This series is different from The Steam Dancer short story in many ways, but the similarities are much more interesting.

In the Steam Dancer, the reader is inclined to think that Missouri is beautiful in some way. So beautiful that she is paid to dance. She is an exotic dancer in a literal sense – there would be few women with steam-powered limbs, and even if there were any, she was well-known for the grace with which she dances. She is also a survivor.

Lady Mechanika is beautifully drawn.  Steampunk fashion abounds, but is not ridiculous. She wears flat boots when she has to and is not overly exposed. Her gear appears practical and may actually be useful.

Both women are not objects of pity and yet they are beautiful – which is, to me, a rare combination.  Missouri does rely on the mechanic to repair and maintain her limbs, but the relationship is reciprocal. She is a partner.  Lady Mechanika is able to make friends and attain her goals not because she is weak, but because she is more successful when she has the cooperation of others.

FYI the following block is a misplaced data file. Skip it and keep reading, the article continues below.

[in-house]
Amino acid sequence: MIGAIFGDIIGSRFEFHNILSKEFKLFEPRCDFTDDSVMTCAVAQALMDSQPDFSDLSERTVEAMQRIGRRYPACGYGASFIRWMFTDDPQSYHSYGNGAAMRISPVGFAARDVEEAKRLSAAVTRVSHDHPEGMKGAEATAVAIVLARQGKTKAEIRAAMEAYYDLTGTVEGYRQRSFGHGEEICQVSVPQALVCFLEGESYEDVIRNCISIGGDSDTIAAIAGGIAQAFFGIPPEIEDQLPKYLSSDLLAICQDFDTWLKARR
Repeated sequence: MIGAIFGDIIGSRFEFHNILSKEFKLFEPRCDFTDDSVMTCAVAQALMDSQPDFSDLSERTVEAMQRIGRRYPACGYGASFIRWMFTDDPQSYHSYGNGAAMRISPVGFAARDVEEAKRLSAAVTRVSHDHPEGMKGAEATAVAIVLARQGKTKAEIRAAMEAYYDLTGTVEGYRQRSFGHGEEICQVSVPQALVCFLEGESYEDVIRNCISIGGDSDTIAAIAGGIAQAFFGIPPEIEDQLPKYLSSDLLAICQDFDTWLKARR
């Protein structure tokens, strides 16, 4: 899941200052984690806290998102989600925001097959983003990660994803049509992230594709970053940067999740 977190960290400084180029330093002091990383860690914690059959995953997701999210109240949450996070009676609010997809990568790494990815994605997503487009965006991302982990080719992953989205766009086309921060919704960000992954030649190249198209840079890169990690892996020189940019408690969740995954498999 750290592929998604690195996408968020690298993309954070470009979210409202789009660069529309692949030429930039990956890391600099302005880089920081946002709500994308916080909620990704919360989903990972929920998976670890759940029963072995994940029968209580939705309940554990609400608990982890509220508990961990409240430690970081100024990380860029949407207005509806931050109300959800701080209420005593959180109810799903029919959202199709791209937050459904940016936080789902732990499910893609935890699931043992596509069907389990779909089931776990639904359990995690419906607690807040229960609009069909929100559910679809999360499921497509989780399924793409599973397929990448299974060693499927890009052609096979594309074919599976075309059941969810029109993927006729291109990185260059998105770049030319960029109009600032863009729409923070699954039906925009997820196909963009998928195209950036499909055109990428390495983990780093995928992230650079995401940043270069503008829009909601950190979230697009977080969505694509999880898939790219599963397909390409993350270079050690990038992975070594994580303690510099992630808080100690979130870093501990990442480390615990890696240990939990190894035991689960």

I really enjoyed reading these works over the weekend. I think you would, too.   Ask for them at Steam at Harper’s Ferry.

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I thought I had plenty of time to get things done this month. But no. For some reason, this November has been crazy with activity.  Just in case you don’t have enough planned for the rest of the year, following are some activities and events worth considering.

Victorian Holiday Greeting Card Workshops

Where:  The Clara Barton National Historic Site, 5801 Oxford Road, Glen Echo, MD
When:  Saturdays and Sundays, November 26 & 27 and December 3 & 4 – RESERVATIONS REQUIRED
Time:  11:30 am, 1:30 pm and 3:00 pm

Old Tyme Christmas at Harper’s Ferry

Where:  Harper’s Ferry, West Virginia, Lower Town
When:  Friday – Sunday, December 2-4 and Saturday & Sunday, December 10 & 11
Time:  9 am to 4 pm December 2-4 and 9 am to 5 pm December 10 & 11 for the events. The shops will be open later.


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Monday, October 24, 2011 5pm-8pm (by appointment) Quality Inn Conference Center in Harpers Ferry, WV 4328 William L. Wilson Freeway Harpers Ferry, WV 25425

Seeking men, women, and child actors and re-enactors for minor roles, extras and stunt actors, for the highly anticipated historical TV mini-series about the lives and times of the men who helped build America between 1865-1917.

Casting call, by appointment only, will be held on MONDAY, OCT. 24 from 5:00pm to 8:00pm at the Quality Inn Conference Center in Harpers Ferry, WV.
Acting experience is helpful but not required. You must send recent photo and other info. identified below in advance to PERIODEXTRAS@GMAIL.COM to obtain an appointment time.

Appointments are required, no walk-ins will be permitted.